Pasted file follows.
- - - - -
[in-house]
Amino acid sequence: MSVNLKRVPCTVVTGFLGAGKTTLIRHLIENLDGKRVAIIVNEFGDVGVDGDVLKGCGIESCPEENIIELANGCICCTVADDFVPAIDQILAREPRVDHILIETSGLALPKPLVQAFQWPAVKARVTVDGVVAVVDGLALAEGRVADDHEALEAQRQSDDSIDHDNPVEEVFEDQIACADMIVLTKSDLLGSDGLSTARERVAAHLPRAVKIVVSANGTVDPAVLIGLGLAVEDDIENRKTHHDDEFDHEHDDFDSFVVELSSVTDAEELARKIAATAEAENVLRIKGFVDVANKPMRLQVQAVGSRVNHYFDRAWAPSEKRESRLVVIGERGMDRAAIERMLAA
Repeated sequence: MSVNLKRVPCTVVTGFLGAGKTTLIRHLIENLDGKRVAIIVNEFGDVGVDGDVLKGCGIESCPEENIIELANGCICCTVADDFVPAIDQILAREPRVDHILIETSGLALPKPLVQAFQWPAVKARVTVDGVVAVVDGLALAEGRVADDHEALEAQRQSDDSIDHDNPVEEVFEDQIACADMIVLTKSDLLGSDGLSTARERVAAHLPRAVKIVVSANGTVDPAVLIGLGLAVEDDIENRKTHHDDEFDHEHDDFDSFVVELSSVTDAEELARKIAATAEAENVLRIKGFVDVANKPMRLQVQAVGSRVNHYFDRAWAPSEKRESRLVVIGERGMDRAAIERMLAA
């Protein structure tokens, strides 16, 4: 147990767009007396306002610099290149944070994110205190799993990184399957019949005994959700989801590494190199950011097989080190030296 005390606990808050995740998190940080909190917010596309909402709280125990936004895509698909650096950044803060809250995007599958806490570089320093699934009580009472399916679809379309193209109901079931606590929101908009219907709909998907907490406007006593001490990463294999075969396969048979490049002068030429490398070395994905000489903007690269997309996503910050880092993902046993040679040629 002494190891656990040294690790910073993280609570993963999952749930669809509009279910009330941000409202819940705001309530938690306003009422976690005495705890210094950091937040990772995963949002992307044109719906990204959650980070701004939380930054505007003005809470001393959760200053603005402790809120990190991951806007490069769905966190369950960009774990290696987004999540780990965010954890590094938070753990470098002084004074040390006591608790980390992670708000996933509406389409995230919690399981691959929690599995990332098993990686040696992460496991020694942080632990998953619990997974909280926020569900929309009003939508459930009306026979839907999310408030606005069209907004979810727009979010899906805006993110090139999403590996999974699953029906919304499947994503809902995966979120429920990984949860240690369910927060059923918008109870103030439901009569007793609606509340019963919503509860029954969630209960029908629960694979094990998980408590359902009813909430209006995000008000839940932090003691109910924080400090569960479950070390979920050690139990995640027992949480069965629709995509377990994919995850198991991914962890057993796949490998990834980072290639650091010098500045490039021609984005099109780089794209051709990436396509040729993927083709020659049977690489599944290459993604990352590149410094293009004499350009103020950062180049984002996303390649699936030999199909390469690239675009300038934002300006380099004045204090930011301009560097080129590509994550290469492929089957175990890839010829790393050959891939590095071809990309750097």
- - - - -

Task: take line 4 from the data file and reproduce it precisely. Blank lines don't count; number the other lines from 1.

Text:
């Protein structure tokens, strides 16, 4: 147990767009007396306002610099290149944070994110205190799993990184399957019949005994959700989801590494190199950011097989080190030296 005390606990808050995740998190940080909190917010596309909402709280125990936004895509698909650096950044803060809250995007599958806490570089320093699934009580009472399916679809379309193209109901079931606590929101908009219907709909998907907490406007006593001490990463294999075969396969048979490049002068030429490398070395994905000489903007690269997309996503910050880092993902046993040679040629 002494190891656990040294690790910073993280609570993963999952749930669809509009279910009330941000409202819940705001309530938690306003009422976690005495705890210094950091937040990772995963949002992307044109719906990204959650980070701004939380930054505007003005809470001393959760200053603005402790809120990190991951806007490069769905966190369950960009774990290696987004999540780990965010954890590094938070753990470098002084004074040390006591608790980390992670708000996933509406389409995230919690399981691959929690599995990332098993990686040696992460496991020694942080632990998953619990997974909280926020569900929309009003939508459930009306026979839907999310408030606005069209907004979810727009979010899906805006993110090139999403590996999974699953029906919304499947994503809902995966979120429920990984949860240690369910927060059923918008109870103030439901009569007793609606509340019963919503509860029954969630209960029908629960694979094990998980408590359902009813909430209006995000008000839940932090003691109910924080400090569960479950070390979920050690139990995640027992949480069965629709995509377990994919995850198991991914962890057993796949490998990834980072290639650091010098500045490039021609984005099109780089794209051709990436396509040729993927083709020659049977690489599944290459993604990352590149410094293009004499350009103020950062180049984002996303390649699936030999199909390469690239675009300038934002300006380099004045204090930011301009560097080129590509994550290469492929089957175990890839010829790393050959891939590095071809990309750097």